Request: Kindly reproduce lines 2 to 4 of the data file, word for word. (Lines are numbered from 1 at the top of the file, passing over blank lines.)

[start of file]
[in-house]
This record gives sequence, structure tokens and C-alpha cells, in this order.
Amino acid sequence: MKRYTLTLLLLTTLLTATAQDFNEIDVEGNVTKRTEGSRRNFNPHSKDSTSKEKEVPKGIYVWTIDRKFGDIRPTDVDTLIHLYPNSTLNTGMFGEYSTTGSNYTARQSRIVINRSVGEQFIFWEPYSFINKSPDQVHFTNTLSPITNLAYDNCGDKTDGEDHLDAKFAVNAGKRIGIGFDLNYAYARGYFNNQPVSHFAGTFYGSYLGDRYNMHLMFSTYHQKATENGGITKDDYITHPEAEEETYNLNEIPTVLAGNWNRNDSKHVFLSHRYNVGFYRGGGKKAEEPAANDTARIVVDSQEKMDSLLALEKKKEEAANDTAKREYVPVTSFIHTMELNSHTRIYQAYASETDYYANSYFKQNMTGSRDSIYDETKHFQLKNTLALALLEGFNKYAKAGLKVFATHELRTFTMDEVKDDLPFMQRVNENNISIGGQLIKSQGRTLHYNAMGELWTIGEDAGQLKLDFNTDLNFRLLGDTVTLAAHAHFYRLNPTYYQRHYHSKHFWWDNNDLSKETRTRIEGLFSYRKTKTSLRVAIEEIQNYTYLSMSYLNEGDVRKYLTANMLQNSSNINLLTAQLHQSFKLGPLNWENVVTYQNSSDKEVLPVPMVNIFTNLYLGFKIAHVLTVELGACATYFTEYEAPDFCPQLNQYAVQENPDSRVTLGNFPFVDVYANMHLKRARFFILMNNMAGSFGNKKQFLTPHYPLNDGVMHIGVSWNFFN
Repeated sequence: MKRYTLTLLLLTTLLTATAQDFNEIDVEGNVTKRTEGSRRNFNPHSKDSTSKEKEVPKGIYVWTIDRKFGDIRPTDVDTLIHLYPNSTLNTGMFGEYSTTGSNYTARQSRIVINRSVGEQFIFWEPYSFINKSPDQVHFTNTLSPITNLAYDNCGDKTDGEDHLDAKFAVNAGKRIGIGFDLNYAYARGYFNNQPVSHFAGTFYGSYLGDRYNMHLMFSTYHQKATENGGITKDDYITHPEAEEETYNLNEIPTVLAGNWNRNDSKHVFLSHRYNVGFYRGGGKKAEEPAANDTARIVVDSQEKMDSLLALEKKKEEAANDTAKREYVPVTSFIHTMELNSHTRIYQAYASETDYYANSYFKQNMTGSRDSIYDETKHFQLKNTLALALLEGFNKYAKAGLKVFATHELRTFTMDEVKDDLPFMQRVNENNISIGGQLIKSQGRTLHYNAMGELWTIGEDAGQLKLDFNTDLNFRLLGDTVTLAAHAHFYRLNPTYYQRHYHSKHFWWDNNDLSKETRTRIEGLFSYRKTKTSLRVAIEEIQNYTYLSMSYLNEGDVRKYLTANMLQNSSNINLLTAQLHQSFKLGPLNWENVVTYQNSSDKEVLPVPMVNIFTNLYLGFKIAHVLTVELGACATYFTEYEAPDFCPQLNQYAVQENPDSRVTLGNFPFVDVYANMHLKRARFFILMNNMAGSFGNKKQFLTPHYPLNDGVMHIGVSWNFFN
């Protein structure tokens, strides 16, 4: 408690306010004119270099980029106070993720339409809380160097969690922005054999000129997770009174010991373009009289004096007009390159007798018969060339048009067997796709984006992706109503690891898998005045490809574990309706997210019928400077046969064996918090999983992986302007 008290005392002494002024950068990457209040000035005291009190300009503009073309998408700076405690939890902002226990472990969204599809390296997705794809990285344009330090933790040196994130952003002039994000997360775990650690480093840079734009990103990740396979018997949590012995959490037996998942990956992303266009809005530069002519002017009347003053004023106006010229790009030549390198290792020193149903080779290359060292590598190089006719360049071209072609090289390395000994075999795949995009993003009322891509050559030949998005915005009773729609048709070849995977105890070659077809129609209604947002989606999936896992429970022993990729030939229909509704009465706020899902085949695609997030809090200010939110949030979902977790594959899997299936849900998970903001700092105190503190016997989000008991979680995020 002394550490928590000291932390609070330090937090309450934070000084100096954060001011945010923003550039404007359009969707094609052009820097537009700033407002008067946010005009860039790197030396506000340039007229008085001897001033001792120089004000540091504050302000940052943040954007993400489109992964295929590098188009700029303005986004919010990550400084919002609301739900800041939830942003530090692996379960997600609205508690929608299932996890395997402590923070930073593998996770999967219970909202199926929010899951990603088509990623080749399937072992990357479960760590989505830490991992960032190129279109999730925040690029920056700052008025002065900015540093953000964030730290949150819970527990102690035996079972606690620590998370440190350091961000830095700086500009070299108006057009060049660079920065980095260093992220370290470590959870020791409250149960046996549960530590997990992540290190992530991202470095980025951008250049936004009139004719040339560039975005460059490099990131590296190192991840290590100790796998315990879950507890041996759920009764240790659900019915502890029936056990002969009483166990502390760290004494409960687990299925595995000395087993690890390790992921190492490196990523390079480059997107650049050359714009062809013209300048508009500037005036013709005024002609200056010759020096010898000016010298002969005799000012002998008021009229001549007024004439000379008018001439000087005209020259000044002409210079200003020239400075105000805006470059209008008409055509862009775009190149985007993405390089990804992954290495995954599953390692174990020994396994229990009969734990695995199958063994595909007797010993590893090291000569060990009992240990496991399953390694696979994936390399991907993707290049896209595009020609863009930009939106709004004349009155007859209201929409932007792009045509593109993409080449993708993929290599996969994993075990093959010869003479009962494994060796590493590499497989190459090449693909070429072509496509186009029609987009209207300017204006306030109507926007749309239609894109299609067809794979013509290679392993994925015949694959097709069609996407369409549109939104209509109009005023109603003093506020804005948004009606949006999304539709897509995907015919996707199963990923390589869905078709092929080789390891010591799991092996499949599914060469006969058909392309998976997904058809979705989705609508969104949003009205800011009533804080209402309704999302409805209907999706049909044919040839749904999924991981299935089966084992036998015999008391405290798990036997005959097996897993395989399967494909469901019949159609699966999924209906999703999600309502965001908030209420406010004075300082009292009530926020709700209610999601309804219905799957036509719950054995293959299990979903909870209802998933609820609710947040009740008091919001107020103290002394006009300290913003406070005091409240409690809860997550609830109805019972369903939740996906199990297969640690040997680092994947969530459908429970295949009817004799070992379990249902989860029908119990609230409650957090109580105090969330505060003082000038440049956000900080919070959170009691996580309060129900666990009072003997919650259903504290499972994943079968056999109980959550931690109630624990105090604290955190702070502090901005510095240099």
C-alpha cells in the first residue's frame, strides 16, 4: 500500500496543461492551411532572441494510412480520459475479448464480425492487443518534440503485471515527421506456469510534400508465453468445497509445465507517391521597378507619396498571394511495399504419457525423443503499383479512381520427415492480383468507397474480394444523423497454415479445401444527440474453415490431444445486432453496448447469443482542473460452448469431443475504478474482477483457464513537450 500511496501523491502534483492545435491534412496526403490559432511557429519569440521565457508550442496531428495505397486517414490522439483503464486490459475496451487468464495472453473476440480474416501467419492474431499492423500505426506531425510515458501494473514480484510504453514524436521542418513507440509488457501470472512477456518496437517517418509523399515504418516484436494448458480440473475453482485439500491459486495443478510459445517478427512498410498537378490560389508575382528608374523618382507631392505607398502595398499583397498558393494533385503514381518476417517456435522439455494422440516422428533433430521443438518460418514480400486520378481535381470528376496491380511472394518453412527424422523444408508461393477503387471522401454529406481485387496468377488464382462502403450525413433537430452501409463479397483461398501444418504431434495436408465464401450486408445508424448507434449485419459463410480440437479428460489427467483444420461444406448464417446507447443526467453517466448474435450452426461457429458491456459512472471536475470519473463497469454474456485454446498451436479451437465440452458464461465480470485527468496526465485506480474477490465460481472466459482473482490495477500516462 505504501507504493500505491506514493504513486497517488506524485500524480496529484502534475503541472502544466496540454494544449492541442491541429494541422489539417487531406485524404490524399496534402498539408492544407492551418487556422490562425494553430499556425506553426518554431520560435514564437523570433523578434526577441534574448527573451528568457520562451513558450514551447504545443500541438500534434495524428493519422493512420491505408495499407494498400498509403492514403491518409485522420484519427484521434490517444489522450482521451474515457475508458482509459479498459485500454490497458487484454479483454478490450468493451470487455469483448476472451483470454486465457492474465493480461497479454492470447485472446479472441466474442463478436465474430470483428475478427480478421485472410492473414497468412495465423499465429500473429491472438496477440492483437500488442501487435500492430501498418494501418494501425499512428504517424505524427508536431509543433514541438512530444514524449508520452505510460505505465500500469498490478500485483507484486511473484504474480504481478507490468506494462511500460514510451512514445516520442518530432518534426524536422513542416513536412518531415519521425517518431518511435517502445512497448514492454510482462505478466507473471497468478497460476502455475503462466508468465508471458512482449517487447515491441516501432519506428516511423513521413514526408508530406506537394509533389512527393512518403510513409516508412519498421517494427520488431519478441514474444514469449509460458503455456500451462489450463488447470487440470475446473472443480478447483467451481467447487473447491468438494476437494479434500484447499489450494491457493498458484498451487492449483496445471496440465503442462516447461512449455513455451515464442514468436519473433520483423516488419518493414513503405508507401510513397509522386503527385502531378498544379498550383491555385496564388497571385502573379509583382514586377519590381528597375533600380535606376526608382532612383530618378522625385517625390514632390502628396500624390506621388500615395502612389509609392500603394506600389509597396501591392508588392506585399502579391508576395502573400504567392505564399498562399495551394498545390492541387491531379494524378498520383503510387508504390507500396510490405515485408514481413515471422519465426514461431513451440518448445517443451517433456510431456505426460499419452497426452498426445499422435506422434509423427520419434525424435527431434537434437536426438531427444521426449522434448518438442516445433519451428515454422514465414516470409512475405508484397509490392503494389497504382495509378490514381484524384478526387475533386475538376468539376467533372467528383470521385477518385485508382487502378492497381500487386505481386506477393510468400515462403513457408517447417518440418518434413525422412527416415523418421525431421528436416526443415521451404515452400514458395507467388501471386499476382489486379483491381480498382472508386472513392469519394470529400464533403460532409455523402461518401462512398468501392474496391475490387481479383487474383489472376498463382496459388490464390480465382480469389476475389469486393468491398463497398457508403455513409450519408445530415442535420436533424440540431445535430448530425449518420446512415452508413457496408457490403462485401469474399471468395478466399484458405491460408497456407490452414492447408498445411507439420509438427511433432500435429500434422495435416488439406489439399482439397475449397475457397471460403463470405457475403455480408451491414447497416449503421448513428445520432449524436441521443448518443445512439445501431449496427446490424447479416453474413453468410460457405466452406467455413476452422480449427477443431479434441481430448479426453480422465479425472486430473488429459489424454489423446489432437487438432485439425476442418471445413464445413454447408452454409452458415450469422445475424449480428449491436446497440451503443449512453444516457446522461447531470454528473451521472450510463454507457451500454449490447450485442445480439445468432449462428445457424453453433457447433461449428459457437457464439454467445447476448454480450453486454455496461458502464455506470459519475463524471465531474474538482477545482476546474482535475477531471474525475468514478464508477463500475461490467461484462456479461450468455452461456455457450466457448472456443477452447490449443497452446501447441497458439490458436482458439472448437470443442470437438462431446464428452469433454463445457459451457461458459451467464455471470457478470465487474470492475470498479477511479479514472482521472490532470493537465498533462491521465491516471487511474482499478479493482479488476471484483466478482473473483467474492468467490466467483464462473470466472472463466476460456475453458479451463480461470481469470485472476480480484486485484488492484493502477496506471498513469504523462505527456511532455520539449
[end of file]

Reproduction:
This record gives sequence, structure tokens and C-alpha cells, in this order.
Amino acid sequence: MKRYTLTLLLLTTLLTATAQDFNEIDVEGNVTKRTEGSRRNFNPHSKDSTSKEKEVPKGIYVWTIDRKFGDIRPTDVDTLIHLYPNSTLNTGMFGEYSTTGSNYTARQSRIVINRSVGEQFIFWEPYSFINKSPDQVHFTNTLSPITNLAYDNCGDKTDGEDHLDAKFAVNAGKRIGIGFDLNYAYARGYFNNQPVSHFAGTFYGSYLGDRYNMHLMFSTYHQKATENGGITKDDYITHPEAEEETYNLNEIPTVLAGNWNRNDSKHVFLSHRYNVGFYRGGGKKAEEPAANDTARIVVDSQEKMDSLLALEKKKEEAANDTAKREYVPVTSFIHTMELNSHTRIYQAYASETDYYANSYFKQNMTGSRDSIYDETKHFQLKNTLALALLEGFNKYAKAGLKVFATHELRTFTMDEVKDDLPFMQRVNENNISIGGQLIKSQGRTLHYNAMGELWTIGEDAGQLKLDFNTDLNFRLLGDTVTLAAHAHFYRLNPTYYQRHYHSKHFWWDNNDLSKETRTRIEGLFSYRKTKTSLRVAIEEIQNYTYLSMSYLNEGDVRKYLTANMLQNSSNINLLTAQLHQSFKLGPLNWENVVTYQNSSDKEVLPVPMVNIFTNLYLGFKIAHVLTVELGACATYFTEYEAPDFCPQLNQYAVQENPDSRVTLGNFPFVDVYANMHLKRARFFILMNNMAGSFGNKKQFLTPHYPLNDGVMHIGVSWNFFN
Repeated sequence: MKRYTLTLLLLTTLLTATAQDFNEIDVEGNVTKRTEGSRRNFNPHSKDSTSKEKEVPKGIYVWTIDRKFGDIRPTDVDTLIHLYPNSTLNTGMFGEYSTTGSNYTARQSRIVINRSVGEQFIFWEPYSFINKSPDQVHFTNTLSPITNLAYDNCGDKTDGEDHLDAKFAVNAGKRIGIGFDLNYAYARGYFNNQPVSHFAGTFYGSYLGDRYNMHLMFSTYHQKATENGGITKDDYITHPEAEEETYNLNEIPTVLAGNWNRNDSKHVFLSHRYNVGFYRGGGKKAEEPAANDTARIVVDSQEKMDSLLALEKKKEEAANDTAKREYVPVTSFIHTMELNSHTRIYQAYASETDYYANSYFKQNMTGSRDSIYDETKHFQLKNTLALALLEGFNKYAKAGLKVFATHELRTFTMDEVKDDLPFMQRVNENNISIGGQLIKSQGRTLHYNAMGELWTIGEDAGQLKLDFNTDLNFRLLGDTVTLAAHAHFYRLNPTYYQRHYHSKHFWWDNNDLSKETRTRIEGLFSYRKTKTSLRVAIEEIQNYTYLSMSYLNEGDVRKYLTANMLQNSSNINLLTAQLHQSFKLGPLNWENVVTYQNSSDKEVLPVPMVNIFTNLYLGFKIAHVLTVELGACATYFTEYEAPDFCPQLNQYAVQENPDSRVTLGNFPFVDVYANMHLKRARFFILMNNMAGSFGNKKQFLTPHYPLNDGVMHIGVSWNFFN